Madrid edge Bayern: Five talking points

Richard Hazeldine Richard Hazeldine

Real Madrid are on their way to a third successive Champions League final after overcoming Bayern Munich in the semi-final at the Bernabeu on Tuesday night.

Two goals from Karim Benzema were enough to see the reigning champions into the final in Kiev on May 27 despite Bayern’s best efforts.

FOX Sports Asia takes a look at five things we learned from the match.

A tale of two keepers
When it comes down to the crunch, it doesn’t matter how well you play. What matters is whether key players perform well. The difference on Tuesday was between the posts. Keylor Navas had a stormer, saving practically everything that Bayern threw at him while Sven Ulreich had a nightmare, handing Real Madrid and Karim Benzema a second goal they barely deserved.
It is hard to work out what was running through Ulreich’s mind as he made a spectacular mess of Corentin Tolisso’s backpass, but one thing is for sure. He will find it hard to live this down.
Navas has come in for a lot of criticism this season, but he answered his critics perfectly with a man-of-the-match display as Madrid made Bayern pay for their mistakes. Will it be enough to keep the 31-year old between the posts next season?

Double standards?
One crucial moment in last night’s tie that has been largely overlooked in the aftermath of Madrid’s win occurred just before half-time when Marcelo jumped and blocked Joshua Kimmich’s cross with his hand. While it may not have been intentional it was still a clear handball, and it was in the penalty area. Even Marcelo himself afterwards admitted that he thought it was handball.

Those arguing otherwise should cast their minds back to last week and a similar incident involving Liverpool’s James Milner during the 5-2 win over Roma. Milner got in the way of a shot and a penalty was given. Roma scored. Marcelo got in the way of a cross. No penalty.
Is there a difference? At the moment these type of decisions really are a lottery and that just isn’t good enough. Especially if you happen to be a Bayern Munich fan. Could VAR across the board be the solution?

Lewandowski not the answer
While there’s no doubt that Robert Lewandowski is one of the best strikers in Europe (39 goals so far this season would seem to back that claim) the Polish striker has seemed out of sorts in the two games against Madrid. He famously scored four goals against the Spaniards for Borussia Dortmund back in 2013, but missed a number of chances again on Tuesday as Bayern crashed out at the semi-final stage for the fourth time in five seasons. There are rumours that Madrid are interested in signing Lewandowski in the summer, although Bayern officials have said that their prolific goal getter is going nowhere. But at around £100 million for a 30-year old player and on the strength of these two games, surely Madrid would be better off looking elsewhere?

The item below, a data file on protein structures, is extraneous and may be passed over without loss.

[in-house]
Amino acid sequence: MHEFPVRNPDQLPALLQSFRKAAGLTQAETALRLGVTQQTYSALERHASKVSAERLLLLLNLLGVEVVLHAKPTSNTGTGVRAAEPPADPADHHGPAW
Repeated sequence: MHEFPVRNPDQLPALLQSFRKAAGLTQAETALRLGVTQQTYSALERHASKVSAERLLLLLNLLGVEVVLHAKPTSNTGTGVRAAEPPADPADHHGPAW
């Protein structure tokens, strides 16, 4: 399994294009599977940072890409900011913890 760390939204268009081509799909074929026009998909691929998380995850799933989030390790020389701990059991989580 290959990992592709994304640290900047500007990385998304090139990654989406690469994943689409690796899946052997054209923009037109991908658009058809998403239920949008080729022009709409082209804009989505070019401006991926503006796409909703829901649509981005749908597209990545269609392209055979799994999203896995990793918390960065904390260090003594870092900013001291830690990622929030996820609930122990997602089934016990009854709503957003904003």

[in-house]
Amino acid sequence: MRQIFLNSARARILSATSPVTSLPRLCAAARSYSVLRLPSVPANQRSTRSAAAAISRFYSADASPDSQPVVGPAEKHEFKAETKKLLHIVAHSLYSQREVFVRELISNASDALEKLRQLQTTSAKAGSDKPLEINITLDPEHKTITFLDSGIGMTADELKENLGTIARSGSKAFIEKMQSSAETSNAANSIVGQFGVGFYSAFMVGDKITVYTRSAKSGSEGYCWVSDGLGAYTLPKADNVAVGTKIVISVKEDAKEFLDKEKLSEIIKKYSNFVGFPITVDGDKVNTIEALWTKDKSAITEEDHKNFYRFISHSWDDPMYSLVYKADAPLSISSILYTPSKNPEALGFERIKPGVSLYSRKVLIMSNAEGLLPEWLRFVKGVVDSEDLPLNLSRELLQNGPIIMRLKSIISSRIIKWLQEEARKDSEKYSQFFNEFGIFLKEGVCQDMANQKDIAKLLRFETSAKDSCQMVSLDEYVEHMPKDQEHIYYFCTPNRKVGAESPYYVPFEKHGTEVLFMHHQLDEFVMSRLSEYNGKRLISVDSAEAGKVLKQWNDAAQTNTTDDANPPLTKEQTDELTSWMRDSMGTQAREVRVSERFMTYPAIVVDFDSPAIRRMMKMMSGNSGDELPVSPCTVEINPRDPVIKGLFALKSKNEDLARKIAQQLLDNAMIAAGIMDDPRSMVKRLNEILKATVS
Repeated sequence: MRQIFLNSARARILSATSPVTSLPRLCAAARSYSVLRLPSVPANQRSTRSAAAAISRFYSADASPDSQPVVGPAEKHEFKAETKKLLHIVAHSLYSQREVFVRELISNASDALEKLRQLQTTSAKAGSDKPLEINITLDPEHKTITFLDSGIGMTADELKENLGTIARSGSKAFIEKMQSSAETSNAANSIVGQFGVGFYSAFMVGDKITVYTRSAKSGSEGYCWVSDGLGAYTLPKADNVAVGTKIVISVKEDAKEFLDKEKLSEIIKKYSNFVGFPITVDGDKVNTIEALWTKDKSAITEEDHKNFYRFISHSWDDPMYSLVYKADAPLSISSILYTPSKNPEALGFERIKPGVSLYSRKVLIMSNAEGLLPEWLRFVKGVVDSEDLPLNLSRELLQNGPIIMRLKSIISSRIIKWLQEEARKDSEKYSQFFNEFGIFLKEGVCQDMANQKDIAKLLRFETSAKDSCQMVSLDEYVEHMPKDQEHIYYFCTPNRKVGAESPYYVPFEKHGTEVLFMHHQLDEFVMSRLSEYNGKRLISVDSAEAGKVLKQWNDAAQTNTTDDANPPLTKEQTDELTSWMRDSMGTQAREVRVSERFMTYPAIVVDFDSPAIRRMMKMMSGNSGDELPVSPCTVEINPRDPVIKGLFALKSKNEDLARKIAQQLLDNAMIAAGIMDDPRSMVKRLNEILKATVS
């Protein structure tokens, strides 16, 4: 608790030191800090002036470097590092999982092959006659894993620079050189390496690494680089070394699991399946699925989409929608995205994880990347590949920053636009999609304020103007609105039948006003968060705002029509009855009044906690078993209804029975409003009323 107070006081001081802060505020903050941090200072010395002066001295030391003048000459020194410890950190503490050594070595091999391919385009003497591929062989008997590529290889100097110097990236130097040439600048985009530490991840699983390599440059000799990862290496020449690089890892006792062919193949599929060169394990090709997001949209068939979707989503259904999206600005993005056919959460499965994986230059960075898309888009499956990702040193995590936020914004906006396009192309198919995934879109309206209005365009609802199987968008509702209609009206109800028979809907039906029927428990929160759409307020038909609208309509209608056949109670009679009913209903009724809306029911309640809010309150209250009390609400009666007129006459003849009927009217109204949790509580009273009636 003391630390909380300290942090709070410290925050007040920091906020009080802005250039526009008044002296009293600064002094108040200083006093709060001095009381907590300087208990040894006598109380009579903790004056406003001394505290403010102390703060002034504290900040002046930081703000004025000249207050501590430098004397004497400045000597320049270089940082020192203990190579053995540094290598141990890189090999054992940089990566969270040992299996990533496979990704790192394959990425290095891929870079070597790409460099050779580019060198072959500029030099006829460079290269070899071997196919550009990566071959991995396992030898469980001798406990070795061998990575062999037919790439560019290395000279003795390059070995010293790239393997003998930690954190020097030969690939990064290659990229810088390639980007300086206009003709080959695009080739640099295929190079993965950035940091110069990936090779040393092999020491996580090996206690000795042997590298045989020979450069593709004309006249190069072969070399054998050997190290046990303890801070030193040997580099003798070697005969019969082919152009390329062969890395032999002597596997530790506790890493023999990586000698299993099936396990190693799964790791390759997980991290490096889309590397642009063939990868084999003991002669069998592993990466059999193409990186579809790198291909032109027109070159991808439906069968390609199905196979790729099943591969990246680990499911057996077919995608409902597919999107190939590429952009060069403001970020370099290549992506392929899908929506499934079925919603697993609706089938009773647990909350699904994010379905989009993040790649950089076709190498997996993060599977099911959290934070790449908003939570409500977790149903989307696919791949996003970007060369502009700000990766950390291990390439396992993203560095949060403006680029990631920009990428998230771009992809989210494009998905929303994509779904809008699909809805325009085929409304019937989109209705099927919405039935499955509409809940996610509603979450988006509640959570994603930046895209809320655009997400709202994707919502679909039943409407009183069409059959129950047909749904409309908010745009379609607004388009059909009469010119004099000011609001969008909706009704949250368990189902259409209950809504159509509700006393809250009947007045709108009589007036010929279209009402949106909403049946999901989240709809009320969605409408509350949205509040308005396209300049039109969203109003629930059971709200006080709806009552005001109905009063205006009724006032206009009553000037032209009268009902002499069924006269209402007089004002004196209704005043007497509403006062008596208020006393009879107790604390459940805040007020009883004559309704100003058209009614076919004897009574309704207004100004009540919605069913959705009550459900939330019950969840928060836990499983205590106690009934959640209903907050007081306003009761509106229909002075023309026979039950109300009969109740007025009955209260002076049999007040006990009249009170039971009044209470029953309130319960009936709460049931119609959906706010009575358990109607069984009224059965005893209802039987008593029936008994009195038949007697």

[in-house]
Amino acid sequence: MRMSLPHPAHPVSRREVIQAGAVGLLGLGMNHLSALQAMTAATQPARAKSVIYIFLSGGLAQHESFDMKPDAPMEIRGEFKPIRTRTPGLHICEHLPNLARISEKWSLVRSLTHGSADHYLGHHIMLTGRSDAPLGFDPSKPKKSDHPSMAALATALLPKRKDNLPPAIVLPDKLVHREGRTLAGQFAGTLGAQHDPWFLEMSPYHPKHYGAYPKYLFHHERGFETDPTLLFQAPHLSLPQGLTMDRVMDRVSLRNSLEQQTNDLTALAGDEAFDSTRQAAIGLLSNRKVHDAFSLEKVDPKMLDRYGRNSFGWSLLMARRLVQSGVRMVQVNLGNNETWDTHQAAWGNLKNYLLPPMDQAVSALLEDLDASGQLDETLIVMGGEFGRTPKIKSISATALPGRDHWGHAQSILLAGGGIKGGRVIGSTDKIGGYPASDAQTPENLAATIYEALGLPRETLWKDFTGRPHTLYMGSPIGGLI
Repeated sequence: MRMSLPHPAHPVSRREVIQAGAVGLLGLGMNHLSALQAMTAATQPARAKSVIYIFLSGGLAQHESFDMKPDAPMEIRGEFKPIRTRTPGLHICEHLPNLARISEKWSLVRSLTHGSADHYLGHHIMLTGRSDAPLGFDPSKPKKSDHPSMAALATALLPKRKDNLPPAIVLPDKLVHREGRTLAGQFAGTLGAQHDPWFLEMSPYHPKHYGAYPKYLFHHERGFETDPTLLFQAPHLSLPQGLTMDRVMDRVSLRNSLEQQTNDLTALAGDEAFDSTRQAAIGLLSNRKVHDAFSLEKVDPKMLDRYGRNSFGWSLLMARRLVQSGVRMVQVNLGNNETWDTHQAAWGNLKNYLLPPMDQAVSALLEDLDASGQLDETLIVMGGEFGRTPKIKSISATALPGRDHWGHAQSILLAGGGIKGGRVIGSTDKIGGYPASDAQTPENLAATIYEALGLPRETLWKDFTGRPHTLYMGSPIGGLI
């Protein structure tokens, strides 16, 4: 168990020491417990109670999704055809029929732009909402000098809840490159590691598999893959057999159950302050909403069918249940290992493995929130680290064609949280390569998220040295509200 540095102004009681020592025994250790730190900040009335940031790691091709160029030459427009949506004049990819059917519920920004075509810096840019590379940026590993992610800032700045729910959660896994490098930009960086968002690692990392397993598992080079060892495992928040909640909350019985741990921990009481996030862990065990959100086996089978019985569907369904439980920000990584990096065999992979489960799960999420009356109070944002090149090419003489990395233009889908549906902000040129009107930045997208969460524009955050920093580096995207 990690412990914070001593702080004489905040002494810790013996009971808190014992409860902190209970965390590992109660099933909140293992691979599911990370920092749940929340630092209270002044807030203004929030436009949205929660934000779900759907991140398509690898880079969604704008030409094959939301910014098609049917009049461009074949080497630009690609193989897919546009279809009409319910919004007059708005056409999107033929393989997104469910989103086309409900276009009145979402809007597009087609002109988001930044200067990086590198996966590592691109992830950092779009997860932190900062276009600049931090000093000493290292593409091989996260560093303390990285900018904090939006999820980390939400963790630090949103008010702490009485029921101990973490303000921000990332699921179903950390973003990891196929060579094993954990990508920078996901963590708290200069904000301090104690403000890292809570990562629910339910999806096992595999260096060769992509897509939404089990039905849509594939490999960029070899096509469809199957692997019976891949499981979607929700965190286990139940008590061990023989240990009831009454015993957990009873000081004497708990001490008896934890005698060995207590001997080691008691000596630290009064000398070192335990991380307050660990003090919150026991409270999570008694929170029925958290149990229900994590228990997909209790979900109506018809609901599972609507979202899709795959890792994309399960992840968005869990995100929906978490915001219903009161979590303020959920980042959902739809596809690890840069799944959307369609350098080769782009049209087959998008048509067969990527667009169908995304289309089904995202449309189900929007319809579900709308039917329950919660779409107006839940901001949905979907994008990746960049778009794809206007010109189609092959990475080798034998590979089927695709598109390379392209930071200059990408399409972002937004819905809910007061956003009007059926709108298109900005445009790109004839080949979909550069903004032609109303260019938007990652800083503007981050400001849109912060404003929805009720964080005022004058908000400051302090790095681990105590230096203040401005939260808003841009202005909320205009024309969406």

Underrated Benzema
A polarising figure if ever there was one, Karim Benzema is loved and hated in equal measure around the Bernabeu. Zinedine Zidane loves him, but large numbers of Madrid fans certainly do not. There were audible boos around the stadium Tuesday when it was announced that Benzema would start for the first time in four Champions League games, but the boos soon turned to cheers when he headed home the equaliser just 11 minutes in. He went on to give the kind of swashbuckling performance that is his trademark, also grabbing the crucial second goal. While he may not be Cristiano Ronaldo, Madrid fans should really learn to appreciate a player that has scored 55 Champions League goals, a tally that makes him the fifth highest scorer in the history of the competition.

Deserving finalists?
Real Madrid are in their third consecutive final, but do they deserve it? Fans would say that the defending champions were ruthlessly efficient, but they would be hard pressed to argue that Madrid were the best team over two legs in the semi-final. In fact, Bayern Munich had 22 shots compared to Madrid’s nine over the two legs. At the Bernabeu on Tuesday, Madrid had just 40 percent possession and played like the away team, threatening on the counter attack as the German’s dominated. Their two goals came from just three shots on target, while Bayern had 10. And let’s not forget the quarterfinals, where they needed a 97th-minute penalty to get past a resurgent Juventus.
Can their good fortune continue in Kiev?

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